EdgeConneX's deployment of the Megaport SDN fabric in its data centers across the US is good news for its anchor tenants -- mostly cable operators -- but also creates a competitive choice for cloud connectivity.
Announced last week, the national deployment of software-defined networking from Megaport essentially jumpstarts EdgeConneX's ability to offer a flexible range of public cloud connections and comes after successful deployments in Portland -- where Amazon Web Services is also engaged -- in Detroit and most recently in Boston, where Comcast is already connected to the EdgeConneX data center.
EdgeConneX is working with Megaport USA, the US subsidiary of Australian-based Megaport, which is offering what it calls elastic interconnection to the cloud throughout Asia-Pacific and increasingly elsewhere as well. (See Megaport Takes Aim at Direct Connect Market and Megaport Brings SDN Fabric to EdgeConneX's Portland Site.)
"Some data center operators choose to build their own SDN fabrics, but we chose to establish a partnership and bring the cloud to the edge of the network," Don MacNeil, EdgeConneX CTO. That partnership enabled EdgeConneX to jumpstart the process of offering more flexible connections to the cloud.
Right out of the gate, EdgeConneX customers such as Comcast -- one of its anchor tenants -- can now enhance their Ethernet services by offering direct cloud connections to popular public clouds including AWS.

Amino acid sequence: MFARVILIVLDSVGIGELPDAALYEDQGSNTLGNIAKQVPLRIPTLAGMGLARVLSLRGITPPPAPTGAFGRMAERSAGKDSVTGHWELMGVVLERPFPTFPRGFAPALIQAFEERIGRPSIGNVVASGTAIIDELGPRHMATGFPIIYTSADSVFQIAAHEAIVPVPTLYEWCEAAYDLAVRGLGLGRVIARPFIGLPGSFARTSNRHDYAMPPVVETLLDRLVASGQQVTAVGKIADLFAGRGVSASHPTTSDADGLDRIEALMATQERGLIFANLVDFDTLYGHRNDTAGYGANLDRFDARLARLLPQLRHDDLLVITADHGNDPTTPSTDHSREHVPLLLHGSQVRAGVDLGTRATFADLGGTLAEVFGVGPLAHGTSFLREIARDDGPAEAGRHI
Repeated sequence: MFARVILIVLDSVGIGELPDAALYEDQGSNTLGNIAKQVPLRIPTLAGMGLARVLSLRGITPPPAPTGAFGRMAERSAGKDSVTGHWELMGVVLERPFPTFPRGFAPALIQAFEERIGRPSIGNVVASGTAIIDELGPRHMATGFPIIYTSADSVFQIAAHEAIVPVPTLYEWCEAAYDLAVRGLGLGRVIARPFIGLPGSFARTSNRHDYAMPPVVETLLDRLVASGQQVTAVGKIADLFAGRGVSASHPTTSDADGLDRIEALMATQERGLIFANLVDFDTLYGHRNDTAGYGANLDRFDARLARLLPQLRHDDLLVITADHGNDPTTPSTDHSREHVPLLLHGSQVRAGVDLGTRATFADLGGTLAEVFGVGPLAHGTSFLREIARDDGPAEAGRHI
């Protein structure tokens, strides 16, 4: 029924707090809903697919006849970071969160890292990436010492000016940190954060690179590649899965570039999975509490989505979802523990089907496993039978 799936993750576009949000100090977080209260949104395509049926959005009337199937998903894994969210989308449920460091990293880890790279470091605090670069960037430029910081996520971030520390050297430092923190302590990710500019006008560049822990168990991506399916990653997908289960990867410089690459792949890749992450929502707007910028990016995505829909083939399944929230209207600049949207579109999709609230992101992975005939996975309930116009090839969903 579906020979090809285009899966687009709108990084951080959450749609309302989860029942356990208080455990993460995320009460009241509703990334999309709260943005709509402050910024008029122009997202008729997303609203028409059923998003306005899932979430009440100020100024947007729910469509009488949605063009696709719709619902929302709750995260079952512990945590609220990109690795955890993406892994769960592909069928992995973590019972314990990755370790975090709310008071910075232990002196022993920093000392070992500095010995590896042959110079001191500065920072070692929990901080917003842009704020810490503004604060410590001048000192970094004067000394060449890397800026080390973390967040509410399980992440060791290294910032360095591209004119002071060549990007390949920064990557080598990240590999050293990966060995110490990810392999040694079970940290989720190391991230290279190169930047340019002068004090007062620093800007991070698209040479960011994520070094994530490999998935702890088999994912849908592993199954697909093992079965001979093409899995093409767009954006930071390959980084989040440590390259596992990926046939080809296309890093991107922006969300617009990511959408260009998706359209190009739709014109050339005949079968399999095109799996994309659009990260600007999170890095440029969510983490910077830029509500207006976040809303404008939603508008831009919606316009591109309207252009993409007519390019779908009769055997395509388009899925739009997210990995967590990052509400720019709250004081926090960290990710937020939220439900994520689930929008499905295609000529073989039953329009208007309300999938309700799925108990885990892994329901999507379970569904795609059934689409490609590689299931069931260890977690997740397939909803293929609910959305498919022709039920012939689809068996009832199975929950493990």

"It's a great package deal, a great bundle for their enterprise and small-to-medium business sales force to roll this out," MacNeil tells Light Reading, giving the cable operators a greater opportunity to compete with existing services such as AT&T's NetBond and Verizon's Secure Cloud Interconnect.
"We feel now we have a nice nucleus for what we believe to be a cloud ecosystem," he continues. That includes the last mile provider, a carrier-neutral interconnection facility and the Megaport cloud exchange platform, but it is also expected to attract other cloud services including Datapipe, which already is part of some EdgeConneX centers and offers managed AWS options, as well as monitoring and service assurance options.
All of this is aimed at the growing number of businesses moving more applications into the cloud. Having an edge data center option can increase the comfort level for enterprises that want to downsize their own data centers but keep things local, and make cloud services more available for SMBs, MacNeil says.
EdgeConneX expects to continue its Megaport adoption as the latter moves into Europe, with its Amsterdam site likely first on the list, he adds.
— Carol Wilson, Editor-at-Large, Light Reading
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